CIOs need to spend more time fostering internal talent and grooming a successor for their position from within the organisation, according to UK heads of IT.

It is common for organisations to use head-hunting recruitment agencies to find a new ‘big name’ IT leader but’s CIO Jury user panel argued that internal succession planning provides more continuity, is good governance and can save both time and money.

Eleven of the CIO Jury voted in favour of the argument that more time should be spent grooming a successor with just one voting against.

Victor Kemeny, IT director at bookmakers William Hill, said being able to demonstrate a sound succession plan is vital not only for contingency situations but also for the CIO’s own career path.

“How can CIOs set themselves up for other opportunities within the businesses they work unless the business can see a logical successor?” he asked.

Sean Powley, head of IS strategy at the London Borough of Barnet, said: “A key element of a senior manager’s role is to foster and develop talent, whether that talent chooses to stay with the organisation or move on.”

Others said the decision to recruit a successor internally or externally can depend on whether the board is looking for an injection of fresh blood to provide new thinking. Rob Neil, head of ICT at Ashford Borough Council, said: “New blood from outside, particularly in the public sector, can be a positive advantage.”

Alan Brown, head of information management and technology at West London Mental Health Trust, said: “If you need someone who knows the business, has built up relationships with customers and suppliers then groom an internal candidate. If you need a change leader then bring someone in from the outside.”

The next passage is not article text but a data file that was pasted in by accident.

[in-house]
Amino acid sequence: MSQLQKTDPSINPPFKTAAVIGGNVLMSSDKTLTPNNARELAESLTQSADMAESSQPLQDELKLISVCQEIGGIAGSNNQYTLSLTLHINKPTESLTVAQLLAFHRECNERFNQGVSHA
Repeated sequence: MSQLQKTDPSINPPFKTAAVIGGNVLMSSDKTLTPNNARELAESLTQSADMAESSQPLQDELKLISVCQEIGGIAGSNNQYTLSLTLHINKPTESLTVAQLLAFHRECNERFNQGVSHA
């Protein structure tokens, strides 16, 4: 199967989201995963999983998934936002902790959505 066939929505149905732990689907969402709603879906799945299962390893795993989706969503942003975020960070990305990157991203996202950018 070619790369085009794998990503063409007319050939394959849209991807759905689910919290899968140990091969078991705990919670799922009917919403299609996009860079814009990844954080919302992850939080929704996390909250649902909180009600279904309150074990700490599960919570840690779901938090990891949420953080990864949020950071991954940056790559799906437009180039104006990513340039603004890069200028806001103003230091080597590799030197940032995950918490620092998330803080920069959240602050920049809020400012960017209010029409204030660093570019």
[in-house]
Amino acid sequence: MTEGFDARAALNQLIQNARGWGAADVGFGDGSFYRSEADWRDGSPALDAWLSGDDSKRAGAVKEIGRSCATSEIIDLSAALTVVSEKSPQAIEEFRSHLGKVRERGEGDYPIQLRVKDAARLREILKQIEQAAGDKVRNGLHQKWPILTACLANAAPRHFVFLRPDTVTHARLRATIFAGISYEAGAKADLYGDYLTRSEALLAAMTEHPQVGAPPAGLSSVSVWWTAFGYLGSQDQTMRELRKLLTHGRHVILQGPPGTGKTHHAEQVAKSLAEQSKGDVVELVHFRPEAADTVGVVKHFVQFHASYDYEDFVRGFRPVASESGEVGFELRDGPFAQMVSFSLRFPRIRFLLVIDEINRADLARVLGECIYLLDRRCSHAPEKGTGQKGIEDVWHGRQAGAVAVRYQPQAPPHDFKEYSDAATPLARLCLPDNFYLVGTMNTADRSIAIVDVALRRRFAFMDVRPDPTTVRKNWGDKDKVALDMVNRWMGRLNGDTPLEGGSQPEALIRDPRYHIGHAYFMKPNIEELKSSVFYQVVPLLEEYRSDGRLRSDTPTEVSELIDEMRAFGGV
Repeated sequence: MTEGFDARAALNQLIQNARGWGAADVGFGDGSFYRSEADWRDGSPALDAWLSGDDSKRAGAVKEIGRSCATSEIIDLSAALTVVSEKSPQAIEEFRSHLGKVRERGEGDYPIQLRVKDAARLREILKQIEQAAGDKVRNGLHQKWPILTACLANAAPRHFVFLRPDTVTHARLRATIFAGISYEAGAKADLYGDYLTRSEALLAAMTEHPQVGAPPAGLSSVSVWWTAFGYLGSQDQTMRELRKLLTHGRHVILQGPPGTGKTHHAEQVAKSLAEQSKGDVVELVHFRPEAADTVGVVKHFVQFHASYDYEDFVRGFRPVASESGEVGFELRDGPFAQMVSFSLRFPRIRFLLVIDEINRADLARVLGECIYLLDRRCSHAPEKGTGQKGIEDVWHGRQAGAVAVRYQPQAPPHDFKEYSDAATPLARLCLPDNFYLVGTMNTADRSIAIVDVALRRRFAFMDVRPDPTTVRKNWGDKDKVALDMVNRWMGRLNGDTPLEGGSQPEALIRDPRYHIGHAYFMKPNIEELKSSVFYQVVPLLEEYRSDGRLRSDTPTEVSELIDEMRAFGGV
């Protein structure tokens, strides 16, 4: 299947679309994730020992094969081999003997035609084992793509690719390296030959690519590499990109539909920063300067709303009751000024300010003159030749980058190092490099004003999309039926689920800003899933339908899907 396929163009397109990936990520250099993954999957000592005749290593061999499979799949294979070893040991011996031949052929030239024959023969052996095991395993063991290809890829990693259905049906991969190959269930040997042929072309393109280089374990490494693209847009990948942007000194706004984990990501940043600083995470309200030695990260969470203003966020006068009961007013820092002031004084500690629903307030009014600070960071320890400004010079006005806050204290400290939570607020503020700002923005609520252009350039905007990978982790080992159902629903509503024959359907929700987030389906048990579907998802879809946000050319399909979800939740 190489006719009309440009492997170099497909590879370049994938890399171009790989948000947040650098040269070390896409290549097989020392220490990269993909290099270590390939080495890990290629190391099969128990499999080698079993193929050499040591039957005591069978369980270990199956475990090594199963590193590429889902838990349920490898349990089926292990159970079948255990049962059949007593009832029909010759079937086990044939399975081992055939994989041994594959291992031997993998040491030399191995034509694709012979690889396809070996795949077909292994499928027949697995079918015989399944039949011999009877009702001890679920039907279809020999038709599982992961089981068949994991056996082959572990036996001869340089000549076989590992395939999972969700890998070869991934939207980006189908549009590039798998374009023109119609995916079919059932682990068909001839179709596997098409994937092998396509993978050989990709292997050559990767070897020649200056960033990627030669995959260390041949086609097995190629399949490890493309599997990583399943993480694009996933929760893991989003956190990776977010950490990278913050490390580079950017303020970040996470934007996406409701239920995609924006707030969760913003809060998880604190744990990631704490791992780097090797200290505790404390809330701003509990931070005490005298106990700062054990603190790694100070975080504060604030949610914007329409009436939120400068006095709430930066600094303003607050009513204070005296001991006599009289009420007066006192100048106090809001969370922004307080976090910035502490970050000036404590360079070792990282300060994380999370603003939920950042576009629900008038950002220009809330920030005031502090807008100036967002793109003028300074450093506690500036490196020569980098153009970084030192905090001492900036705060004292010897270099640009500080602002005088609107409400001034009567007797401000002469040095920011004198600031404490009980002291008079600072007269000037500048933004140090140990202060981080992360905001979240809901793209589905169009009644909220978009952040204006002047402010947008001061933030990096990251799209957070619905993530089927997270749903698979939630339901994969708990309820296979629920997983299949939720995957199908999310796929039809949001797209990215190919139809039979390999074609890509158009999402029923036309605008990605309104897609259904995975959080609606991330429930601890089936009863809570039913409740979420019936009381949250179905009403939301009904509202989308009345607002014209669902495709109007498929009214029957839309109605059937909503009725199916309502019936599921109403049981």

But Mark Devine, head of IT at accountancy body ACCA, said that fresh thinking need not just come from an externally head-hunted candidate.

“It is wrong to generalise that internal candidates for the senior IT role are institutionalised and incapable of independent or alternative thought. The IT strategy is led by the CIO and is a collective response from the senior IT management team but it does not follow that an internal successor would not take an alternative, radical and fresh approach to the delivery of IT services and management of the IT function,” he said.

Jacques Rene, head of IS and projects at Airclaims, said grooming and recruiting from within makes more business sense.

“I am very conscious of succession planning and intend to implement one for my role. I believe that any organisation should have one in place as it would save them a lot of time and money,” he said.

This week’s CIO Jury was…

Alan Brown, head of IM&T, West London Mental Health Trust
Linda Chandler, head of IT, London Development Agency
Frank Coyle, IT director, John Menzies Distribution
Mark Devine, head of IT, ACCA
Victor Kemeny, IT director, William Hill
Colin Moore, head of information services, Department for Education and Skills
Rob Neil, head of ICT, Ashford Borough Council
Mark Outhwaite, director of technologies, NHS Modernisation Agency
Andy Pepper, director of business information systems, Tetley
Sean Powley, head of IS strategy, London Borough of Barnet
Jacques Rene, head of IS and projects, Airclaims
David Yu, COO, Betfair

If you are a CIO, IT director or equivalent at a large or small company in the private or public sector and want to be part of’s CIO Jury pool, or you know an IT chief who should be, then drop us a line at